Responsible sourcing of mica in cosmetic products
22 February 2017
You may have seen a broadcast by ITV News about the supply of the ingredient mica, used in some cosmetic products, reporting that child labour might be involved in its sourcing.
Cosmetics industry action on responsible sourcing
Developing nations are confronted with many difficulties and individual companies have codes of conduct in place that take into account the communities with which they work. Cosmetic manufacturers also work with their suppliers to create local sustainable sources wherever possible. This helps to avoid practices where people of all ages could be exploited and seeks to introduce labour standards which preclude the employment of children.
Companies often work with organisations, such as NGOs and charities, on specific initiatives in the countries affected in order to avoid exploitation and improve the circumstances of the local communities to raise awareness of the role of education, healthcare and childcare.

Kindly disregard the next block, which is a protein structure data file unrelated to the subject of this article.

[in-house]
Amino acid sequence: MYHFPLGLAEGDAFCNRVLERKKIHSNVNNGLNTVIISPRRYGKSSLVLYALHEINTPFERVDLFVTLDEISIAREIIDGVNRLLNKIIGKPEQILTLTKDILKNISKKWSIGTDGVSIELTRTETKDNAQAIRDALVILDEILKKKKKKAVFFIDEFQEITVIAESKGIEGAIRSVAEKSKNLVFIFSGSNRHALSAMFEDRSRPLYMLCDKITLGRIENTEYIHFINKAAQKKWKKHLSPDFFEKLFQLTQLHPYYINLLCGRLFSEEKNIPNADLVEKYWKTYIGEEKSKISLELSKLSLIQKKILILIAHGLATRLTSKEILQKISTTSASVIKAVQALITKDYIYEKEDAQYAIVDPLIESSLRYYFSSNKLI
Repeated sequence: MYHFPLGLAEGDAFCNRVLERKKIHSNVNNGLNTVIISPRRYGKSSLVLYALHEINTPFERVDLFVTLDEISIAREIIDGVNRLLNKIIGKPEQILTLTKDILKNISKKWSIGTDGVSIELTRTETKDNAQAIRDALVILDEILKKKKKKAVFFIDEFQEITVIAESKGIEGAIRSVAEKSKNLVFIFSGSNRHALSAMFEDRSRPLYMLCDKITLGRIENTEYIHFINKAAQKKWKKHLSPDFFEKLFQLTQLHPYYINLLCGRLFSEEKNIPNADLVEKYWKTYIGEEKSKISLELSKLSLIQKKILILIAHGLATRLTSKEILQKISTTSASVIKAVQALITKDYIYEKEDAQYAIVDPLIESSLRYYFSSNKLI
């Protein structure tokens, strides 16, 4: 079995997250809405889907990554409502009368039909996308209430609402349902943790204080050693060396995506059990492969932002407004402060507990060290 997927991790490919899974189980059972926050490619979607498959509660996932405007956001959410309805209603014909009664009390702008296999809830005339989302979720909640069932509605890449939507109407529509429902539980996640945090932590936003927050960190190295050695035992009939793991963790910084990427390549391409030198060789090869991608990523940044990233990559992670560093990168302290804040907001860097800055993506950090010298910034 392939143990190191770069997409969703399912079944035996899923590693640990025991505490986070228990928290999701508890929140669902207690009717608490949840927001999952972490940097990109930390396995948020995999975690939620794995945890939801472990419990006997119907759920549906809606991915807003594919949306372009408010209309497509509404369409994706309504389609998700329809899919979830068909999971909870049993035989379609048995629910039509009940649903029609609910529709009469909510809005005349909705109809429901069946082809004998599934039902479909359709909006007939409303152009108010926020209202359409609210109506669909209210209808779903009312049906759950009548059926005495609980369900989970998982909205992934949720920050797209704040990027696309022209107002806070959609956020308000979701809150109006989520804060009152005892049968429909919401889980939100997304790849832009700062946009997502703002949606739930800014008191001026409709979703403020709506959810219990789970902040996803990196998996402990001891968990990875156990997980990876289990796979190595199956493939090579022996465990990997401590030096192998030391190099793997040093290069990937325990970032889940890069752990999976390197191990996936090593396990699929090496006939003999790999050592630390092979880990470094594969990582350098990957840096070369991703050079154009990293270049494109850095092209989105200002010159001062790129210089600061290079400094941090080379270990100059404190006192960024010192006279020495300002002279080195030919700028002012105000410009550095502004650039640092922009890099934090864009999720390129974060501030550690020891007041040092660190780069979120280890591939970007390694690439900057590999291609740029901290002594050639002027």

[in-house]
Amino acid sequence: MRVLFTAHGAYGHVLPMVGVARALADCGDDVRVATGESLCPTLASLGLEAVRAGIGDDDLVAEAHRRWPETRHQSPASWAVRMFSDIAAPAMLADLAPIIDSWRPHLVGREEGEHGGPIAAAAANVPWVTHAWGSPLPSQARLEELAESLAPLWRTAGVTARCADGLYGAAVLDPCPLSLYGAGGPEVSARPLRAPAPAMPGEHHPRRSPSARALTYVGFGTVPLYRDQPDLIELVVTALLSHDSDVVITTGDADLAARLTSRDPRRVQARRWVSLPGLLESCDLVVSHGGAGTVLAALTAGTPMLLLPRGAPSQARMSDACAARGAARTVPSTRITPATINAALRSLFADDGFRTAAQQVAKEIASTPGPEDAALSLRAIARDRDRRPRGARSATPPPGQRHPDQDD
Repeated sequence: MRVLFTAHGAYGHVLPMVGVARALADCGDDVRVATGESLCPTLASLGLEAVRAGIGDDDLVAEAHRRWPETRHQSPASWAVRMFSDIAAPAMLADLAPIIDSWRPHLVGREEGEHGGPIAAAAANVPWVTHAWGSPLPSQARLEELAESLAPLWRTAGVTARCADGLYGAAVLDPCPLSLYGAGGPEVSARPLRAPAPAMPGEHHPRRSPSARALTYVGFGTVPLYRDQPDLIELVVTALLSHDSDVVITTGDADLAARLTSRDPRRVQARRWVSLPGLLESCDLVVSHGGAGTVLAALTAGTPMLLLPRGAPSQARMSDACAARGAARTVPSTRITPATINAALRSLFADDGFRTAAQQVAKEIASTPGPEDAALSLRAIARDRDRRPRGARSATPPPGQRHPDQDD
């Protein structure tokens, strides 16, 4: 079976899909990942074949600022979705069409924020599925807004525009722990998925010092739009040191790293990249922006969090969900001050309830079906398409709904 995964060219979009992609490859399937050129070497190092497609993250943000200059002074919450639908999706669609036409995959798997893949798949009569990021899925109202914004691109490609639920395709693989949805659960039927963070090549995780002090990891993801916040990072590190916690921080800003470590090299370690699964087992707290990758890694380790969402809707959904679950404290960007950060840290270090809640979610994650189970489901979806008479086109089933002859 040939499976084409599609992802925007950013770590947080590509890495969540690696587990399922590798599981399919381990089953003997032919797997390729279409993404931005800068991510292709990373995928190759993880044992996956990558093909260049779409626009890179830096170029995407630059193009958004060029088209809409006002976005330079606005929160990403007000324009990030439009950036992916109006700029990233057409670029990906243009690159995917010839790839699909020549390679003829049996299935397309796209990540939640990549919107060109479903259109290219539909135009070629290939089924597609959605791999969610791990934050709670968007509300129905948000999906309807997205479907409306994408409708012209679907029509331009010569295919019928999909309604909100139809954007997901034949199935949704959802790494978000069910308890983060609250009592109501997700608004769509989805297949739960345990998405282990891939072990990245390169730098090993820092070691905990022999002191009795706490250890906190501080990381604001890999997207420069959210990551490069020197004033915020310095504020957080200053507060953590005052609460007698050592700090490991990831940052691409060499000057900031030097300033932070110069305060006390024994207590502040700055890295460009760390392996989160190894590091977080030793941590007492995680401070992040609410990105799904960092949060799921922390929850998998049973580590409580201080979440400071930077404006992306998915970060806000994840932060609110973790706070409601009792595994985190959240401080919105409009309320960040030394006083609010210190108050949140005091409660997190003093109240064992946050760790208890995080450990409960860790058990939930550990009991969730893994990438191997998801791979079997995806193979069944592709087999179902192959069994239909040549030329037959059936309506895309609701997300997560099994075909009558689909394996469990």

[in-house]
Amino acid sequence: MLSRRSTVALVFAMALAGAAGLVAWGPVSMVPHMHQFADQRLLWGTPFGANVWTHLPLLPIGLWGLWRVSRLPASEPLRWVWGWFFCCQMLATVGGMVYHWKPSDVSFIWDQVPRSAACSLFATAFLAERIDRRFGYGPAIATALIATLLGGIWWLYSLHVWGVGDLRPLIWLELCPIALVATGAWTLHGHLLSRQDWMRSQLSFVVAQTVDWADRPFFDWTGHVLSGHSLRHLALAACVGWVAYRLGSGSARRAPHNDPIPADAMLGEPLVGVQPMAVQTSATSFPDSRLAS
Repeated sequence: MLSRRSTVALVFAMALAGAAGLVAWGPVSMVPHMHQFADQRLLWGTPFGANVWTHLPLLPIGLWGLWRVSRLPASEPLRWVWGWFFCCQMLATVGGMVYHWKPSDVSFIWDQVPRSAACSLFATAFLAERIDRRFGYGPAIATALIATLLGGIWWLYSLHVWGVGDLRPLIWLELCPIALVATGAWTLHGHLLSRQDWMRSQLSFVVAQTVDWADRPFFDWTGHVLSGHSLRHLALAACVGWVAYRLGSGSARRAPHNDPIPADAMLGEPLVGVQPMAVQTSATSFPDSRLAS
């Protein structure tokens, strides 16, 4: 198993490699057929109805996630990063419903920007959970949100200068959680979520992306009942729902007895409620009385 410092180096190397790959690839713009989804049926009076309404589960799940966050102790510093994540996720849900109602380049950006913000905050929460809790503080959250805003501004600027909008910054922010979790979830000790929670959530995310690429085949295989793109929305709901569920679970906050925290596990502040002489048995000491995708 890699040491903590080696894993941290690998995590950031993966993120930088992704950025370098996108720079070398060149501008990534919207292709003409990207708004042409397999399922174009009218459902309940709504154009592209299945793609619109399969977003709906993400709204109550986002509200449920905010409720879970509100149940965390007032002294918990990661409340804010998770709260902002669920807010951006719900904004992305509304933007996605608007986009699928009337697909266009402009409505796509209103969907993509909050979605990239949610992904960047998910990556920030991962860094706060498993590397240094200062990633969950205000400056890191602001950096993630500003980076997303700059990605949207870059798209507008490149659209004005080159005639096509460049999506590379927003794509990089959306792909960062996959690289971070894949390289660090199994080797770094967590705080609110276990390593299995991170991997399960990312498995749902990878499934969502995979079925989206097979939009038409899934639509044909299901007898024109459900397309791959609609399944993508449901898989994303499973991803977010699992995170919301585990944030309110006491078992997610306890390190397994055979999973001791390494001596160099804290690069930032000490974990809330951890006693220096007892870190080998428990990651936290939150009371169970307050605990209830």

Importantly, a new unique, cross-sector association has just been launched - ‘'Responsible Mica Initiative - towards a responsible Indian mica supply chain'. This is a close collaboration between private, public and non-profit sectors, with the aim of achieving a 100% responsible mica supply chain in India over the next 5 years.
We look forward to this initiative making a difference. it is though widely recognised that changing illegal practice requires a concerted effort by all concerned acting with the relevant authorities to help provide responsible working conditions.
The cosmetics industry is committed to making positive contributions to the communities where products are manufactured and sourced in full respect of local and international legislation, while of course producing safe and effective products which meet the needs of consumers.
What is mica and what is it used for?
Mica is used by many industries but in cosmetic products it is used as a colour additive to impart shine and depth to the colour. It is identified by the word ‘mica’ in the ingredients list.
It is added to powdered cosmetics, such as eyeshadows, as a filler because it has excellent smoothness and so makes the eyeshadow easy to apply and also gives sparkle. It is added to other cosmetic products - such as mascaras, lipsticks, body lotions, shampoos and bath oils - because it provides a beautiful lustre and sheen. Mica can also provide further ‘depth’ to certain pigments, and it gives a highly pearlised effect.